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United States v. Lindsey

United States District Court, D. Minnesota

November 13, 2014

United States of America, Plaintiff,
Michael Anthony Lindsey, Defendant.


PAUL A. MAGNUSON, District Judge.

This matter is before the Court on the parties' Motions in Limine.

A. Defendant's Motions

In two Motions, Defendant asks the Court to exclude certain evidence: (1) evidence of the drive-by shooting incident that precipitated the police chase ending in Defendant's arrest, (2) any suggestion that the gun found in Defendant's car was stolen, and (3) evidence or suggestion that the shot casings and bullets found both at the scene of the drive-by shooting and in Defendant's car match the gun found in the car. The Government opposes the Motion as to the first category of evidence and has also indicated its intent to offer testimony regarding the shot casings and bullets matching the gun. It therefore appears that the Government will not be presenting evidence or other testimony regarding whether the gun at issue had been previously stolen. This portion of the Motion is therefore denied without prejudice to further argument regarding the propriety of such evidence at trial.

1. Shooting Incident

Evidence of other crimes or bad acts is generally not admissible. United States v. Moore, 735 F.2d 289, 292 (8th Cir. 1984); Fed.R.Evid. 404(b)(1). One of the exceptions to this rule permits the "introduction of evidence of other criminal activity for the purpose of providing the context in which the crime occurred, i.e., the res gestae." Moore, 735 F.2d at 292. In felon-in-possession cases the scope of the res gestae includes "the events immediately preceding the defendant's arrest as well as circumstances of the arrest itself." United States v. LaDue, 561 F.3d 855, 858 (8th Cir. 2009). These acts are so "inextricably intertwined with the charged crime" that they are "not extrinsic" and do not implicate Rule 404(b)'s prohibition on bad-act evidence. Id.

This case is factually similar to LaDue. In that case, a police officer was responding to a "shots fired" call. LaDue, 561 F.2d at 857. As the officer approached the area, he observed LaDue running across the street. Id . The officer pursued LaDue and found him hiding behind a parked car in a nearby driveway. Id . The officer arrested LaDue and recovered a gun under the car. Id . LaDue was eventually charged with unlawful possession of a firearm. Id . The Eighth Circuit held that the officer's testimony regarding the reason for the police call and subsequent foot chase was res gestae because it provided the jury with "proper context" to understand the officer's actions. Id. at 858. The court also reasoned that precluding this testimony might have "confused or misled" the jury. Id.

As in LaDue, the officers in this case were responding to a "shots fired" call. They observed a car matching the suspect's vehicle description speeding away from the scene. After a chase, the officers stopped the vehicle, detained Defendant, and searched the vehicle. The evidence related to the shooting incident explains why the officers were present, why the officers followed Defendant's car, and why the officers ultimately stopped the car. The shooting-incident evidence also explains the officers' behavior when arresting Defendant. Because the shooting immediately preceded Defendant's arrest, evidence about the shooting provides the jury with context for the felon-in-possession charge. Defendant's Motion on this point is denied.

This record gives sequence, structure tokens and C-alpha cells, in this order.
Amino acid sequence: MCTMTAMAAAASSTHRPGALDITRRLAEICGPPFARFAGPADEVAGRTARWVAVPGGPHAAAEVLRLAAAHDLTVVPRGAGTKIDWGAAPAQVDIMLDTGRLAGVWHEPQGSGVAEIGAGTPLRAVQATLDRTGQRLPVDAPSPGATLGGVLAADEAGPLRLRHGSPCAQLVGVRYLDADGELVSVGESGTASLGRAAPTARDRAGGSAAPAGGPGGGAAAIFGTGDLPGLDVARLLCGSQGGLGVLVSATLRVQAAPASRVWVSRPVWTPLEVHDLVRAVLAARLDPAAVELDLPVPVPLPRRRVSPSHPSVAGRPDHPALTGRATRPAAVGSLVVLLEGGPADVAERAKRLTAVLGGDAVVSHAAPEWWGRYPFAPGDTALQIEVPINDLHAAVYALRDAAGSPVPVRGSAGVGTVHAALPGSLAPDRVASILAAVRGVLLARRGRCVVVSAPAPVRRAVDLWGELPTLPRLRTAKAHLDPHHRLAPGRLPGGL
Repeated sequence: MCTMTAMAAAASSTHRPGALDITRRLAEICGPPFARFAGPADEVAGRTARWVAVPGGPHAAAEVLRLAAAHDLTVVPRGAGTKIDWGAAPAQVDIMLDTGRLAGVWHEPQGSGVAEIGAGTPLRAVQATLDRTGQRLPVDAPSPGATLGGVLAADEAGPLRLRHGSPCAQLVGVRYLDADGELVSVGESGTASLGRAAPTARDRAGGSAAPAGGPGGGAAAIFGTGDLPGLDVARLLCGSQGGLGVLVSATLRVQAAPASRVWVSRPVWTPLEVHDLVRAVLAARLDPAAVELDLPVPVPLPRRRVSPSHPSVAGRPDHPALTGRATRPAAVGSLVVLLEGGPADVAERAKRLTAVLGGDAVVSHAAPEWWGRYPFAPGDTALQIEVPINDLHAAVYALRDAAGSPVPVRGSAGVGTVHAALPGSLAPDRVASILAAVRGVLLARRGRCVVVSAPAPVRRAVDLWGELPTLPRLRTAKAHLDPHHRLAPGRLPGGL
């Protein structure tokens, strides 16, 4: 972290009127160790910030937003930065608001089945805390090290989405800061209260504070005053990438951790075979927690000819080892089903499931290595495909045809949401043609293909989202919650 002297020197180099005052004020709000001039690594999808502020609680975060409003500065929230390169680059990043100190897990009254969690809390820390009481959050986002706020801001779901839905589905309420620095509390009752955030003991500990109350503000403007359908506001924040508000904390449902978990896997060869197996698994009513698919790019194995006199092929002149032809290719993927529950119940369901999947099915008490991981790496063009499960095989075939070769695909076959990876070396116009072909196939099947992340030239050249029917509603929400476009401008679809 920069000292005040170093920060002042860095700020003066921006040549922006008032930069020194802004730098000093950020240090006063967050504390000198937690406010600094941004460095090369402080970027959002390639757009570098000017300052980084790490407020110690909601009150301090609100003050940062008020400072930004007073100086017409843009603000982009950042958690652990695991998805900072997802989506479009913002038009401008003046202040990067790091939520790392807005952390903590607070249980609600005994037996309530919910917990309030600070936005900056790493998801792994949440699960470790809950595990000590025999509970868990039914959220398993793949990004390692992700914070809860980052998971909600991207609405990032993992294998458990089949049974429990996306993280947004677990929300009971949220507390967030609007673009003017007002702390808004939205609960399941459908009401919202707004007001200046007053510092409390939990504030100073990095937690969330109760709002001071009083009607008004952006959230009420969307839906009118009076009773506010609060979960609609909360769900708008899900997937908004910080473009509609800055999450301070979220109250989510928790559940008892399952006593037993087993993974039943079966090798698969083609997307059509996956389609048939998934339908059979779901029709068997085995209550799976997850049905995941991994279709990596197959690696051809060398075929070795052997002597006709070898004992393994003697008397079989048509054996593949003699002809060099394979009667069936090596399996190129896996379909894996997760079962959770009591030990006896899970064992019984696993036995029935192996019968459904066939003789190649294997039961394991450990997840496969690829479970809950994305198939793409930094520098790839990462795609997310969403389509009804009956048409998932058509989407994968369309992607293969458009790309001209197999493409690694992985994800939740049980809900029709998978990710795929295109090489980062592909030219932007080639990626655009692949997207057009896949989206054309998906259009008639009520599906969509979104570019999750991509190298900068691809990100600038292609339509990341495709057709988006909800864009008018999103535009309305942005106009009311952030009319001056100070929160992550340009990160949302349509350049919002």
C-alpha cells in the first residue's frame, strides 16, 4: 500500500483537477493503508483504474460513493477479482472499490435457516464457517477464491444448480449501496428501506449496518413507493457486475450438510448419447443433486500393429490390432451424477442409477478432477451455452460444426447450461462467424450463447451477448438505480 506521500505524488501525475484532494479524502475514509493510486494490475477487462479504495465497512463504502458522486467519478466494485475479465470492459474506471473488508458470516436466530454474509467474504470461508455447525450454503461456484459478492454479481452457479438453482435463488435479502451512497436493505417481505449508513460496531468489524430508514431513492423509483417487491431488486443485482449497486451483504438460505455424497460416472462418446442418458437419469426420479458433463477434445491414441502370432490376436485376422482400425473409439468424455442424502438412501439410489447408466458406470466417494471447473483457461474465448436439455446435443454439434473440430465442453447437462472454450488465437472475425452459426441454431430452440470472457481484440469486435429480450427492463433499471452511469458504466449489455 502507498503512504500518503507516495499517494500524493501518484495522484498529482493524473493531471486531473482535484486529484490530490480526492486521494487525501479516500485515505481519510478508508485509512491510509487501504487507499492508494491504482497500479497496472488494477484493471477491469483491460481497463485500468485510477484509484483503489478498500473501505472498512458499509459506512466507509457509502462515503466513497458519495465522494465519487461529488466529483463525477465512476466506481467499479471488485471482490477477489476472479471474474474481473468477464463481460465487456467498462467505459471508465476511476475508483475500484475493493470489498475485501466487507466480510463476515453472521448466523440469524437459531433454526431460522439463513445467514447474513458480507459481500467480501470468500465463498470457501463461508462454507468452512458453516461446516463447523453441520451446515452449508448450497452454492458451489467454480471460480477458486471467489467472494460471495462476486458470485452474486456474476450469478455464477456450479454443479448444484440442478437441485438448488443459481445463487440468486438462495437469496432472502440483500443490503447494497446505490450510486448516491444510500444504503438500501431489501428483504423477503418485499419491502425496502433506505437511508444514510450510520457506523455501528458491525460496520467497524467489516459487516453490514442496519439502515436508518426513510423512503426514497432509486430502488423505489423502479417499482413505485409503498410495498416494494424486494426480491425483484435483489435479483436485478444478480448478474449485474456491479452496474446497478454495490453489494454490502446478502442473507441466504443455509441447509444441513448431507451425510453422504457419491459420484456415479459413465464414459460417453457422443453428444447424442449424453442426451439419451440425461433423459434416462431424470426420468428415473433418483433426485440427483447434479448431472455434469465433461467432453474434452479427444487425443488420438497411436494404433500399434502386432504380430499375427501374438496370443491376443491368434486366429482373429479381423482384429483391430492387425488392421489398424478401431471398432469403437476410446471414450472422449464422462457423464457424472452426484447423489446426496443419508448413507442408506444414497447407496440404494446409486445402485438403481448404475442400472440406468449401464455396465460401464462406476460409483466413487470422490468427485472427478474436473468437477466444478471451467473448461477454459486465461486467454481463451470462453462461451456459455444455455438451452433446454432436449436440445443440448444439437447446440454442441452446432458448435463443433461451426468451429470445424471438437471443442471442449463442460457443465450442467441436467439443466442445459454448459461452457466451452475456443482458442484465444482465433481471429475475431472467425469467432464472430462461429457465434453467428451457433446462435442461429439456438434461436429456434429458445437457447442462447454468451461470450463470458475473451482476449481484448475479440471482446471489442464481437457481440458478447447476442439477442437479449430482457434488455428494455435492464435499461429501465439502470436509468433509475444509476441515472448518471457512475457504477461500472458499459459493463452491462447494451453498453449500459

2. Matching Casings/Bullets to Weapon

Similarly, Rule 404(b) allows the Government to introduce evidence regarding the shot casings and bullets found at the scene of the shooting and in Defendant's car. The Government must establish that Defendant knowingly possessed the gun found in his car. 18 U.S.C. ยง 924. Evidence that a bullet found at the shooting scene was fired from the gun found shortly thereafter in Defendant's car is relevant to establish that Defendant knew there was a gun in his car. The use of that weapon, established through testimony linking the shell casings and bullets to the weapon, is relevant to whether Defendant knowingly possessed it. United States v. Tate, 821 F.2d 1328, 1331 (8th Cir. 1987). Defendant's Motion on this point is denied.

B. Government's Motions

The Government asks for permission to introduce evidence regarding the shooting incident, and also asks that the Court preclude Defendant from presenting an intoxication defense and from presenting the testimony of any expert witness whose testimony was not previously disclosed to the Government. As discussed above, Defendant opposes the introduction of evidence regarding the shooting incident. The Court has determined that such evidence is admissible and will not repeat that analysis here. Defendant has not responded to the other two bases for the Government's Motion, and thus apparently does not intend to offer either type of evidence at trial. The Court will deny the Government's Motions regarding these types of evidence without prejudice to allow the parties to present argument about those issues at trial, if necessary.


Accordingly, IT IS HEREBY ...

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